“Any other agricultural or horticultural use” does not include processing of crops or sale of processed crops. King Estate Winery, Inc. v. Dept. of Revenue, 329 Or 414, 988 P2d 369 (1999)

 

      Centrally assessed property may be inventory qualifying for exemption. Northwest Natural Gas Co. v. Dept. of Revenue, 19 OTR 367 (2007), aff’d 347 Or 536, 226 P3d 28 (2010)

 

      For centrally assessed taxpayers, “tangible personal property” has plain, natural and ordinary meaning. Northwest Natural Gas Co. v. Dept. of Revenue, 347 Or 536, 226 P3d 28 (2010)

 

      307.405

 

NOTES OF DECISIONS

 

      The exemption provided in this section is only available if the procedural steps covered in ORS 307.420 are complied with. Ore. Portland Cement v. Dept. of Rev., 5 OTR 218 (1973)

 

      Pollution control equipment exemption allowed by this section is to be subtracted from true cash value not from assessed value. Reynolds Metals Co. v. Dept of Revenue, 9 OTR 417 (1983), as modified by 299 Or 592, 705 P2d 712 (1985); 300 Or 250, 709 P2d 710 (1985)

 

      307.420

 

NOTES OF DECISIONS

 

      The exemption provided in ORS 307.405 is only available if the procedural steps covered in this section are complied with. Ore. Portland Cement v. Dept. of Rev., 5 OTR 218 (1973)

 

      There is no affirmative duty on the part of the assessor to mail or transport to the taxpayer the notice and forms necessary to secure the exemption. Ore. Portland Cement v. Dept. of Rev., 5 OTR 218 (1973)

 

      307.460

 

      See annotations under ORS 307.471.

 

      307.471

 

(formerly 307.460)

 

NOTES OF DECISIONS

 

      Nonprofit corporation, a building association which owned student housing unit rented to students of local fraternity, did not qualify as “fraternity” for purpose of partial exemption under this section. Multnomah Co. v. Dept. of Rev., 7 OTR 315 (1978)

 

      307.475

 

NOTES OF DECISIONS

 

      A late filing caused by plaintiff’s employe’s ignorance of the filing requirement was not good and sufficient cause to grant a hardship exemption under this section. Pratum Co-Op Whse. v. Dept. of Rev., 6 OTR 130 (1975)

 

      The court will not conduct a de novo review of the discretionary power given to the Department of Revenue under this section. Rogue River Packing Corp. v. Dept. of Rev., 6 OTR 293 (1976)

 

      Director did not abuse discretion in denying relief under hardship provision of this section to automobile dealer who failed to timely file application for cancellation of assessment of unlicensed motor vehicles. Jim Fisher Motors, Inc. v. Dept. of Rev., 7 OTR 90 (1977)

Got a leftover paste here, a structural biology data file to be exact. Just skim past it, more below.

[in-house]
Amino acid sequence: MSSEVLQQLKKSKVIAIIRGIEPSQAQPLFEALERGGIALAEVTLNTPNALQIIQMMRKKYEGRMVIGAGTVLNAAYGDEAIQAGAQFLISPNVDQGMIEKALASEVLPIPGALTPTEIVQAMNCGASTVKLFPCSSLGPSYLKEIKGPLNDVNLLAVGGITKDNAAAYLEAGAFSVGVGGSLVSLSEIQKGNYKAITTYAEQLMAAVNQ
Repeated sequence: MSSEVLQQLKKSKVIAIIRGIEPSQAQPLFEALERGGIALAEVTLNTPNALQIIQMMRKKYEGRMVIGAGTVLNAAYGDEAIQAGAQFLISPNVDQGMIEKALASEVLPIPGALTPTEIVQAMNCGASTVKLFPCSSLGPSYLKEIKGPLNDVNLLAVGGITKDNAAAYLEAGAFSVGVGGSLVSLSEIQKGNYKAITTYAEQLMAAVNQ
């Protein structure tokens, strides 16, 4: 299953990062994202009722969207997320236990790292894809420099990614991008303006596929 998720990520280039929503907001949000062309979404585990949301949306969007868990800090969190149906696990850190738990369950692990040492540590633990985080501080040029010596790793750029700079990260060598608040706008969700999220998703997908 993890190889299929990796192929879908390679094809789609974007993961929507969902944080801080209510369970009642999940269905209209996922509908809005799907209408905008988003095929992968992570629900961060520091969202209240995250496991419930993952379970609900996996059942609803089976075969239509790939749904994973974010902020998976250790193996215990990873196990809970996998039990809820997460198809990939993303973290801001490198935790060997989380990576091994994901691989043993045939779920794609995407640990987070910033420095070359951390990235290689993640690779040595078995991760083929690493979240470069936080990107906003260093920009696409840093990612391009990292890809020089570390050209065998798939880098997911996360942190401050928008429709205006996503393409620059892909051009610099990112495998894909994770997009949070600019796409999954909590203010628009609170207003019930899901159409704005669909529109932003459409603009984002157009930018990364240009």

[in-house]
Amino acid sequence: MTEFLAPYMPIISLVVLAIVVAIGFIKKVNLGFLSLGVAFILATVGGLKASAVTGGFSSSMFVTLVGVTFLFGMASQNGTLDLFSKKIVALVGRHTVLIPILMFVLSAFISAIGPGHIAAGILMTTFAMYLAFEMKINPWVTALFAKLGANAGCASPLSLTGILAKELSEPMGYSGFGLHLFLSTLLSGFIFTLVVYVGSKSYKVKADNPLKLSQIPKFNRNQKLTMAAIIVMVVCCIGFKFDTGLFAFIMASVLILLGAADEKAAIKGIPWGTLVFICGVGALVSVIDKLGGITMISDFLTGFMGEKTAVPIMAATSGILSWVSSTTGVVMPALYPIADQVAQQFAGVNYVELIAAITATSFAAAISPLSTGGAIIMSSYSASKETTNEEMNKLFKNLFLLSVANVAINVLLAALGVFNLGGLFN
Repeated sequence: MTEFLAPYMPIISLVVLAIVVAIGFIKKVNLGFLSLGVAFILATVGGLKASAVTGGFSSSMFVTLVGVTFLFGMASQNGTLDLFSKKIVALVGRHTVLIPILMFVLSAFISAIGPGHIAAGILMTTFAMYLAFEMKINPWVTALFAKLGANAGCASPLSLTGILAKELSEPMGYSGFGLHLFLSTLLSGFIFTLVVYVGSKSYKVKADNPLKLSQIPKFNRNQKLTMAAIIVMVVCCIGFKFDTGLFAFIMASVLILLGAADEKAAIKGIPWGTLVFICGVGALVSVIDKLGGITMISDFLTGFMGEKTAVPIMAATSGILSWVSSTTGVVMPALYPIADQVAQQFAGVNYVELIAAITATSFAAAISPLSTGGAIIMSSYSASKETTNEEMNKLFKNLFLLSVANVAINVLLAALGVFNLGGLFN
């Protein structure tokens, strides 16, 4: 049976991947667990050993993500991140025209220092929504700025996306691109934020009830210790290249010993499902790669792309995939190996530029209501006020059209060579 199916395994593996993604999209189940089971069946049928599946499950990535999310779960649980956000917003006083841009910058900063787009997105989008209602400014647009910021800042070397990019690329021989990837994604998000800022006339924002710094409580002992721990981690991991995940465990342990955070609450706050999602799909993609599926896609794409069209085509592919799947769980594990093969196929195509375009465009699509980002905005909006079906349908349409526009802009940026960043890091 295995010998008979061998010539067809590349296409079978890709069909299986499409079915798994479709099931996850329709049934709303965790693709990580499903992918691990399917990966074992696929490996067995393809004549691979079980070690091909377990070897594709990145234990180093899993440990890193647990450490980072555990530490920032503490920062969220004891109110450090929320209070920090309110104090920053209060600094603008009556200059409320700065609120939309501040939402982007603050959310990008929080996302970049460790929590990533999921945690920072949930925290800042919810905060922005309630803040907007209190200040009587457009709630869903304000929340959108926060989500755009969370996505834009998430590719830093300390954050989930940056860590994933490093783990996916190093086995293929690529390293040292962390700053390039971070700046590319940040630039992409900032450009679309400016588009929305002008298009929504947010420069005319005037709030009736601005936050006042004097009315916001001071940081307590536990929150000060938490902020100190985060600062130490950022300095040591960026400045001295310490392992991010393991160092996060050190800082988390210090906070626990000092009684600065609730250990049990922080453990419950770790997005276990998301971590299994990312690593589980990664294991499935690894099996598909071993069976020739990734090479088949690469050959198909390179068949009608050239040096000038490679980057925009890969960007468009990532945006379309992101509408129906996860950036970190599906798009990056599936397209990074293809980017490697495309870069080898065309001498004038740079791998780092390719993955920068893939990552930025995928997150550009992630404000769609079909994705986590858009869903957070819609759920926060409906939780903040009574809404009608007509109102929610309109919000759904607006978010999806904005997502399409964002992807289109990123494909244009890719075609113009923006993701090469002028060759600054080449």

Statutory standard of “good and sufficient cause” of this section is not analogous to terms “excusable neglect” or “reasonable cause” used in statutes that do not involve exercise of discretion by administrative officer in determining whether important rule should be supervened. Nat’l Metallurgical Corp. v. Dept. of Rev., 7 OTR 142 (1977)

 

      To establish hardship under this section, taxpayer has to prove that assessed property would have been exempt if there had been timely filing of free port exemption claim and that failure to make timely application for exemption was by reason of good and sufficient cause. Liquid Air Inc. v. Dept. of Rev., 8 OTR 159 (1979)

 

      Where assessor’s affirmative acts prevented taxpayer from timely applying for hardship relief, taxpayer could not be denied opportunity to appeal for hardship relief. Liquid Air Inc. v. Dept. of Rev., 8 OTR 159 (1979); Southern Oregon Drydock, Inc. v. Dept. of Rev., 12 OTR 344 (1992)

 

      This section does not authorize Department of Revenue to override filing requirements of senior citizens’ property tax deferral. Phelps v. Dept. of Rev., 10 OTR 162 (1985)

 

      Although “good and sufficient cause” includes reasonable reliance on misinformation provided by certain assessment or taxation staff, taxpayer cannot be misinformed unless he provides tax authority with enough information to be led awry. New Testament Baptist Church v. Dept. of Rev., 10 OTR 286 (1986)

 

      Disqualification of property from special farm use assessment during pendency of bankruptcy proceeding did not violate automatic stay but was “notice” permitted by federal statute and this section could not rescue taxpayers from their untimely appeal of disqualification. Sanderson v. Dept. of Rev., 11 OTR 74 (1988)